The Sabine Women might qualify
Consequently, the Romans planned to abduct Sabine women during a festival of Neptune Equester. They planned and announced a marvelous festival to attract people from all nearby towns. According to Livy, many people from Rome's neighboring towns attended, including folk from the Caeninenses, Crustumini, and Antemnates, and many of the Sabines. At the festival, Romulus gave a signal, at which the Romans grabbed the Sabine women and fought off the Sabine men. The indignant abductees were soon implored by Romulus to accept Roman husbands.2
I'm not sure why OP rejects Mary Queen of Scots
James Hepburn, 4th Earl of Bothwell, was generally believed to have orchestrated Darnley's death, but he was acquitted of the charge in April 1567, and the following month he married Mary. Following an uprising against the couple, Mary was imprisoned in Loch Leven Castle. On 24 July 1567, she was forced to abdicate in favor of James VI, her one-year-old son by Darnley. Wikipedia
(most of the stuff I've read indicates that her marriage to Bothwell was not voluntary; she was kidnapped and raped).
Boadica may qualify
Boudica's husband, Prasutagus, ruled as a nominally independent ally of Rome and left his kingdom jointly to his daughters and the Roman emperor in his will. However, when he died, his will was ignored, and the kingdom was annexed. According to Tacitus, Boudica was flogged and her daughters raped.4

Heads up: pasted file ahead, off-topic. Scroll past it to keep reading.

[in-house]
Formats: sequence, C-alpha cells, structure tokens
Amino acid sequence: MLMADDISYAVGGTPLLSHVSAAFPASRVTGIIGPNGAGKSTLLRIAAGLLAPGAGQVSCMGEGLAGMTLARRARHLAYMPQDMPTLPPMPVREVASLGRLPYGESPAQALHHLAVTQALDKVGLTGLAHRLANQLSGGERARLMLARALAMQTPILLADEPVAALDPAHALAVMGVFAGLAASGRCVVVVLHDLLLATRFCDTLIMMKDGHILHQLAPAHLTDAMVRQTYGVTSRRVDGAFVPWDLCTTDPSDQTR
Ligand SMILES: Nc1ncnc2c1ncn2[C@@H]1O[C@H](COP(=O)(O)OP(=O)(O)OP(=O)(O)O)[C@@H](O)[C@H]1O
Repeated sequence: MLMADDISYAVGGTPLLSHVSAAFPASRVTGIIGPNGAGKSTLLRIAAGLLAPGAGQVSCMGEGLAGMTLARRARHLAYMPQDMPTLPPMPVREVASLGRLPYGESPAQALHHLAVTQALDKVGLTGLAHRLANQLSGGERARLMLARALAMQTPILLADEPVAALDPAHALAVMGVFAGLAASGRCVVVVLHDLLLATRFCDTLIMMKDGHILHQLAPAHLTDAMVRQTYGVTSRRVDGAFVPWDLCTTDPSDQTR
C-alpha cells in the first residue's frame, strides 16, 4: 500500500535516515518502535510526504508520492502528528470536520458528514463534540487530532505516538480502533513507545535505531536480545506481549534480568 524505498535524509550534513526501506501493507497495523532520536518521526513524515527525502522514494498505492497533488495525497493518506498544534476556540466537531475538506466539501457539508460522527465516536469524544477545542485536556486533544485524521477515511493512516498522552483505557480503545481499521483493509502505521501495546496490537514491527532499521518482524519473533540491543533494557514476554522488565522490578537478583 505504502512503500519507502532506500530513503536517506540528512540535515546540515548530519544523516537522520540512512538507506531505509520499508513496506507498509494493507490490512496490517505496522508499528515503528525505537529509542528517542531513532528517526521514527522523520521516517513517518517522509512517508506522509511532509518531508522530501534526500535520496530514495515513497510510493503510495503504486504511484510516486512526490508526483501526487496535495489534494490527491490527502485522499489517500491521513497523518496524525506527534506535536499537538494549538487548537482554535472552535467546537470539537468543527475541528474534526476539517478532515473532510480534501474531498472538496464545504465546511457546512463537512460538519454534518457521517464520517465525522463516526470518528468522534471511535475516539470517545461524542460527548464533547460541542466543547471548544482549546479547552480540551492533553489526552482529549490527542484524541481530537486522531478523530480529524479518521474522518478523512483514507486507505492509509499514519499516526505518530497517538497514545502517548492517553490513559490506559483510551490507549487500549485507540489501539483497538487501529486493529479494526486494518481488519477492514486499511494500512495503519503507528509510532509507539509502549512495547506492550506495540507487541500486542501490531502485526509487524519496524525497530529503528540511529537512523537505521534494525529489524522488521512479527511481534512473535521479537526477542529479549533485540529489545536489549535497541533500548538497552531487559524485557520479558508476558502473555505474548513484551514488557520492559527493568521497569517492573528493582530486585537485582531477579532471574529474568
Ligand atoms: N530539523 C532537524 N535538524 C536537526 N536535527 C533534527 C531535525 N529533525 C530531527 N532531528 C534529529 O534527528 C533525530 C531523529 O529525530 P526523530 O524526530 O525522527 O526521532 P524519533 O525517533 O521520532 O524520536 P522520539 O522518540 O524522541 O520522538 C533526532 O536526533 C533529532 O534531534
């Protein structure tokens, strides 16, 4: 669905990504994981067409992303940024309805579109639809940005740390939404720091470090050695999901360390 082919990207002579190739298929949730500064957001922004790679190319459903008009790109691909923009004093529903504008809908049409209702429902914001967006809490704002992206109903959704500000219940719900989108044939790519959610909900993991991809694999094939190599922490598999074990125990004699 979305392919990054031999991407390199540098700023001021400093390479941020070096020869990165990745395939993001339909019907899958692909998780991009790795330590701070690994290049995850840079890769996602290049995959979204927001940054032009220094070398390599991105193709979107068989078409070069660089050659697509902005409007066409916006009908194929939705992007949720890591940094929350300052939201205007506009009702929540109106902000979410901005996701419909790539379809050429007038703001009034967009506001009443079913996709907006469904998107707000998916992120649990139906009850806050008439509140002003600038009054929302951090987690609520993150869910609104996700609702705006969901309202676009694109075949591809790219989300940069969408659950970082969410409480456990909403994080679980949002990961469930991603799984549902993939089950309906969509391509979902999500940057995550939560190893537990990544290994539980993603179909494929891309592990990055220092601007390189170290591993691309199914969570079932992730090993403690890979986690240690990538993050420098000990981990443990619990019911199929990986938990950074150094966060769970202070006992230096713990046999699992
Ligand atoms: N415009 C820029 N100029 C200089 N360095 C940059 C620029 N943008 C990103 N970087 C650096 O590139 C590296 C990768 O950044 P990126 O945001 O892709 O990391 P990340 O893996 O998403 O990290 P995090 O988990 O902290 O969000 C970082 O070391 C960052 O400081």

And arguably Anne Neville
More important, he married Warwick’s youngest daughter, Anne Neville, widow of Edward of Lancaster. There is no need to suppose that this was a love match, for he insisted on her share of her parents’ immense inheritances in a bitter dispute with his brother George, husband of the elder daughter. The three royal brothers colluded in depriving the countess of Warwick of her entitlements, more than half of the whole.
My professional historian girlfriend suggests (somewhat tongue in cheek) Patty Hearst - because in America "princess" is a loose term. I've lost track of the number of teachers who argue that "celebrity" is equivalent to "nobility" at a minimum.
Slightly less tongue in cheek, I'd challenge the question; take for example Caroline of Brunswick, who was shipped off to a foreign land to marry a Prince. The decision was made against her will (arguably; she'd never met the man). Most royal women were the instruments of foreign policy, not participants. Kidnapped princesses were the norm, not the exception.
I just re-read the question and noticed that OP is looking for a military operation to seize a princess. I'd argue that Boadica still applies - the Roman's invaded the Isceni lands to seize the women. Mary Queen of Scots should still qualify - although technically it can't be a "military" operation, since both Bothwell and Mary employed Scottish troops. I'd argue that in most cases in both history and fiction, a military operation to seize a person is rare - a covert op is much more plausible. If you're going to exclude cover ops and police operations, then the question becomes artificially narrow.